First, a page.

Some claim Dignitatis Humanae conflicts with Quas Primas or Quanta Cura. Actually, there's no conflict. Quas Primas and Quanta Cura were against the Freemasonry idea of religious freedom. That's what the Church teaches against, always has, and always will. Dignitatis Humanae was against COMMUNIST dictatorships that FORCED their people to be godless.

Do you remember the time of Dignitatis Humanae? Does the Soviet Empire tell you something? How about Catholic Poland, Catholic Lithuania under Communist slavery? Or millions of Christians in Ukraine, Vietnam, Cuba, Slovenia, etc. under Communism and official atheism?

It is extremely easy: Quas Primas and Quanta Cura were against Freemasonry states; Dignitatis Humanae was against Communist slavery that forced their people to live without God.

Actually, the Catechism of the Catholic Church harmonizes the teachings of Quas Primas, Quanta Cura, and Dignitatis Humanae very well:

2108 The right to religious liberty is neither a moral license to adhere to error, nor a supposed right to error,(37 Cf. Leo XIII, Libertas praestantissimum 18; Pius XII AAS 1953,799) but rather a natural right of the human person to civil liberty, i.e., immunity, within just limits, from external constraint in religious matters by political authorities. This natural right ought to be acknowledged in the juridical order of society in such a way that it constitutes a civil right (Pius XII, 6 December 1953).

2109 The right to religious liberty can of itself be neither unlimited nor limited only by a "public order" conceived in a positivist or naturalist manner (Cf. Pius VI, Quod aliquantum (1791) 10; Pius IX, Quanta cura 3). The "due limits" which are inherent in it must be determined for each social situation by political prudence, according to the requirements of the common good, and ratified by the civil authority in accordance with "legal principles which are in conformity with the objective moral order" (cf Pius IX, enc. Quanta cura).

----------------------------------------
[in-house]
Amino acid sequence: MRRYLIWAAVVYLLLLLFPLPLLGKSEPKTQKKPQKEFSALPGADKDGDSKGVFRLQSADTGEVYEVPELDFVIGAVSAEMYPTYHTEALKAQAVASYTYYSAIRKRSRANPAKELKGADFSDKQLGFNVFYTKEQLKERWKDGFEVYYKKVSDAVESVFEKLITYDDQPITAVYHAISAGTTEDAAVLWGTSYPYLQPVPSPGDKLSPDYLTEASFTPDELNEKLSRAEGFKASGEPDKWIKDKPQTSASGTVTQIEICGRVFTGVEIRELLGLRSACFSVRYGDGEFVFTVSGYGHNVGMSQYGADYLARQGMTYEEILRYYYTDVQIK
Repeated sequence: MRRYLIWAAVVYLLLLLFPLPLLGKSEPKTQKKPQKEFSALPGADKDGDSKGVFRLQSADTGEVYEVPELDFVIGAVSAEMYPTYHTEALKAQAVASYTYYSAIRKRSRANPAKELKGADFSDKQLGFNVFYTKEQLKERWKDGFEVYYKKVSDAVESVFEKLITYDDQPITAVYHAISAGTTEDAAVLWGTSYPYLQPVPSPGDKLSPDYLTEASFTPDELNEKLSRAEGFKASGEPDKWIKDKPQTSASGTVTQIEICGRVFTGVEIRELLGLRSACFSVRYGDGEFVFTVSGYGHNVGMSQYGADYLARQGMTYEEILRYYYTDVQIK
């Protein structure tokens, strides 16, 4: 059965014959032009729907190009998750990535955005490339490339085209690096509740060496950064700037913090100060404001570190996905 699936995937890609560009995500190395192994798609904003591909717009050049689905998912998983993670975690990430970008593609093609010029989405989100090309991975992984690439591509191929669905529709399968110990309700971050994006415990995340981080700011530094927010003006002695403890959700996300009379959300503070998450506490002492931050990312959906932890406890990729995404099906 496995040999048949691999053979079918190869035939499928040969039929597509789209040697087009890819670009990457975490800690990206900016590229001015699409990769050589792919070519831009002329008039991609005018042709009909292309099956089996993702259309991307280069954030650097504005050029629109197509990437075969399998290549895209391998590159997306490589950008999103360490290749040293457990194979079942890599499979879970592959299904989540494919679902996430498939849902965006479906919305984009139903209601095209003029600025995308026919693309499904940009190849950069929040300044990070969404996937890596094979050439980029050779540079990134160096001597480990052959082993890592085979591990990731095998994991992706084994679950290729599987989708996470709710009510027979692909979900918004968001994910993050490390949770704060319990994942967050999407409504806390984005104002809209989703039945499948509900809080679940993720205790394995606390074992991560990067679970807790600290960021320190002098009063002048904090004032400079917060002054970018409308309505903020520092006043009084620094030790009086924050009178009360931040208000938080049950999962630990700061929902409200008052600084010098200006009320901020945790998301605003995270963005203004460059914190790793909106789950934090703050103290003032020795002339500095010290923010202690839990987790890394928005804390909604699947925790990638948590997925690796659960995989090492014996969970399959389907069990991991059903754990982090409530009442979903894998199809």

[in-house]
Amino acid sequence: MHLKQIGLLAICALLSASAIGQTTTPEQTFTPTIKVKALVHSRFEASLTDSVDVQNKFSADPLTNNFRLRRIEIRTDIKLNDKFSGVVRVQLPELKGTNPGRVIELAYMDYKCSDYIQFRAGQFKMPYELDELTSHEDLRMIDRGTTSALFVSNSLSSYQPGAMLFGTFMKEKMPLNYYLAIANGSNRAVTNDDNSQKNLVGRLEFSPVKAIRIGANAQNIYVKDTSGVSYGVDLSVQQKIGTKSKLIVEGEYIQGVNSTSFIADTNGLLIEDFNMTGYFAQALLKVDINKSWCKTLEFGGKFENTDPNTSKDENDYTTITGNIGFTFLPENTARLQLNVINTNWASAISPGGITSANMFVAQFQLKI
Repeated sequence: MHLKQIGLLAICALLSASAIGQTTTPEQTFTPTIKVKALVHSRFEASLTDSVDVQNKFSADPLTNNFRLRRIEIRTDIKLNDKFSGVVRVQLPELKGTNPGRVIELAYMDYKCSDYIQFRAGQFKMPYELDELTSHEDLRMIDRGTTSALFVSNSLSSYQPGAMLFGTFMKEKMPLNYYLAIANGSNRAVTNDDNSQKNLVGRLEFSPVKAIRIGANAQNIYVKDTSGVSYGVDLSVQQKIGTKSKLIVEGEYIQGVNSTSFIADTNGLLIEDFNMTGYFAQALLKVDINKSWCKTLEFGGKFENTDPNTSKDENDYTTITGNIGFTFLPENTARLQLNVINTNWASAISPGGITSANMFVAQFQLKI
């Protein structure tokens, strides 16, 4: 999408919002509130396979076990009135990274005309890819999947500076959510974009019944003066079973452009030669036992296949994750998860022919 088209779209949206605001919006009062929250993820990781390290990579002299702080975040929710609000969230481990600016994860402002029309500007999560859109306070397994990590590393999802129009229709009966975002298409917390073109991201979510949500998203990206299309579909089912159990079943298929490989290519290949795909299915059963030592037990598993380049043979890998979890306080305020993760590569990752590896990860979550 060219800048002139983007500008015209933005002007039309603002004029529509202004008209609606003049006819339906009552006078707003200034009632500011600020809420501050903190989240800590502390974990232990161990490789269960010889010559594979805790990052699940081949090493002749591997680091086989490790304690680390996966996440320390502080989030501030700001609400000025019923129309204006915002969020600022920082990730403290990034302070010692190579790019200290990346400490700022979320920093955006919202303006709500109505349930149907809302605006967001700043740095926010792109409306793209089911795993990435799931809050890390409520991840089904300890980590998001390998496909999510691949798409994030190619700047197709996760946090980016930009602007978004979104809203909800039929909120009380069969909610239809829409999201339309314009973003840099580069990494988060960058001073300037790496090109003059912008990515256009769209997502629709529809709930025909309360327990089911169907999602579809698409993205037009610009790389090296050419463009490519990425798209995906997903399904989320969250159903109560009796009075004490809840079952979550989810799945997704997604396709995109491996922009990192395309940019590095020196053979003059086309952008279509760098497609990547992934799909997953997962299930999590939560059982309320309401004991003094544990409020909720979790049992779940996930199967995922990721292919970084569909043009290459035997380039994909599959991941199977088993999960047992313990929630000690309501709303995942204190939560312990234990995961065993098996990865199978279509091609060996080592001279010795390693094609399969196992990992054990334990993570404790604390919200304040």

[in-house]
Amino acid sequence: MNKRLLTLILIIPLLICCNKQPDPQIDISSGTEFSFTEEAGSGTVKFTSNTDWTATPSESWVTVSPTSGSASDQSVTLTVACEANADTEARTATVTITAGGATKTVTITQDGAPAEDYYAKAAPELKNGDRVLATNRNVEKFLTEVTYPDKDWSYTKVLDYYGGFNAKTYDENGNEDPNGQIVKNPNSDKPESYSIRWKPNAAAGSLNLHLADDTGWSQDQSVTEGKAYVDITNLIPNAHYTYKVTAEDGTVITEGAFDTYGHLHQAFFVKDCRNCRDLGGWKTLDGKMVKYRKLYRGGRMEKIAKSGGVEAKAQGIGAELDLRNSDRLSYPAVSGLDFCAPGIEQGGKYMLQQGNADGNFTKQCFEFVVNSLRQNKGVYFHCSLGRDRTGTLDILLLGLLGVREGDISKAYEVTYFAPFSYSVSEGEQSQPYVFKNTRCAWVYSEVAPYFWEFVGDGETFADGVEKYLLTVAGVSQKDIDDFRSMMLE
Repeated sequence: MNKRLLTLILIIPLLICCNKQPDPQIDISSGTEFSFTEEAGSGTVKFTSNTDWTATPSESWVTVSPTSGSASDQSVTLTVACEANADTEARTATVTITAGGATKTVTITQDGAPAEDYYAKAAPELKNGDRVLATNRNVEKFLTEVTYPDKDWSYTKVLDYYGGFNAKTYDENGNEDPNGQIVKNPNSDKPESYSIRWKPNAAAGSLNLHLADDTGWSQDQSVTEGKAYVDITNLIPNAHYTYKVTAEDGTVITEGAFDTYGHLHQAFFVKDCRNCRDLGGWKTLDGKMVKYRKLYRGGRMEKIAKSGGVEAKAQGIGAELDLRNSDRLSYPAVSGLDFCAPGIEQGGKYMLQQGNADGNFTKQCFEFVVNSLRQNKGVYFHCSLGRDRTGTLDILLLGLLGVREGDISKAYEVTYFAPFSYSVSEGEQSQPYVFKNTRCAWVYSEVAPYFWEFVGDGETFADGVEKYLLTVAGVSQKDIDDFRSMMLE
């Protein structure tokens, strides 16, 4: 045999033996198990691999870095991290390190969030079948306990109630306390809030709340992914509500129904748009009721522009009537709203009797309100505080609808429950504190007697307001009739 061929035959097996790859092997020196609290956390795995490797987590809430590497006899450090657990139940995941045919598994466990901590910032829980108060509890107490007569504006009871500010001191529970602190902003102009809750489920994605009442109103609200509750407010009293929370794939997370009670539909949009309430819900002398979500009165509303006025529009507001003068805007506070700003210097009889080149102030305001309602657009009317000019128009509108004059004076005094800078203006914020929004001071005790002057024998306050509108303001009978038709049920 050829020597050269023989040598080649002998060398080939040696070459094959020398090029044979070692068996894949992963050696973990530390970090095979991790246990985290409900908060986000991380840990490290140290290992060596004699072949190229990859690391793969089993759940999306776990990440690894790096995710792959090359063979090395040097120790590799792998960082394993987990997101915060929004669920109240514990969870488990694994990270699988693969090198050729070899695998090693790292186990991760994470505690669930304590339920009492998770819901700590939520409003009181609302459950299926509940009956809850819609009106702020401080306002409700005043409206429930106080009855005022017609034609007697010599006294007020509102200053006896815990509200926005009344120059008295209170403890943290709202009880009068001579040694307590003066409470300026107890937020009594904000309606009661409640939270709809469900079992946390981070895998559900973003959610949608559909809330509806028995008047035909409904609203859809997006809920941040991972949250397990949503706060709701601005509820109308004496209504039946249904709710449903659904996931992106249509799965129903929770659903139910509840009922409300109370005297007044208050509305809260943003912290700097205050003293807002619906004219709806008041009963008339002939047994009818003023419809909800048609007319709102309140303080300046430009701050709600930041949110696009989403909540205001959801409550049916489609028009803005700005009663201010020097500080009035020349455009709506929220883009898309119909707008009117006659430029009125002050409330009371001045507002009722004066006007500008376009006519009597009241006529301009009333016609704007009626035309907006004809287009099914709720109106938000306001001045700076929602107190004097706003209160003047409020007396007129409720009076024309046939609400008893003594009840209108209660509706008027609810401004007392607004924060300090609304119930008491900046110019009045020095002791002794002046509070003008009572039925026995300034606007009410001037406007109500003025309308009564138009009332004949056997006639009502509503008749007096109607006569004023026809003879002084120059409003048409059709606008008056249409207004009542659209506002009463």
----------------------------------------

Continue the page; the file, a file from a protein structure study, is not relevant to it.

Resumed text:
So you see? There's no moral freedom to choose a religion. All is about a political freedom so Communist states do not impose anti-God teaching.

"In order to be faithful to the divine command, "teach all nations" (Matt. 28:19-20), the Catholic Church must work with all urgency and concern "that the word of God be spread abroad and glorified" (2 Thess. 3:1). Hence the Church earnestly begs of its children that, "first of all, supplications, prayers, petitions, acts of thanksgiving be made for all men.... For this is good and agreeable in the sight of God our Savior, who wills that all men be saved and come to the knowledge of the truth" (1 Tim. 2:1-4). In the formation of their consciences, the Christian faithful ought carefully to attend to the sacred and certain doctrine of the Church. (35) For the Church is, by the will of Christ, the teacher of the truth. It is her duty to give utterance to, and authoritatively to teach, that truth which is Christ Himself, and also to declare and confirm by her authority those principles of the moral order which have their origins in human nature itself. Furthermore, let Christians walk in wisdom in the face of those outside, "in the Holy Spirit, in unaffected love, in the word of truth" (2 Cor. 6:6-7), and let them be about their task of spreading the light of life with all confidence(36) and apostolic courage, even to the shedding of their blood" (Dignitatis Humanae).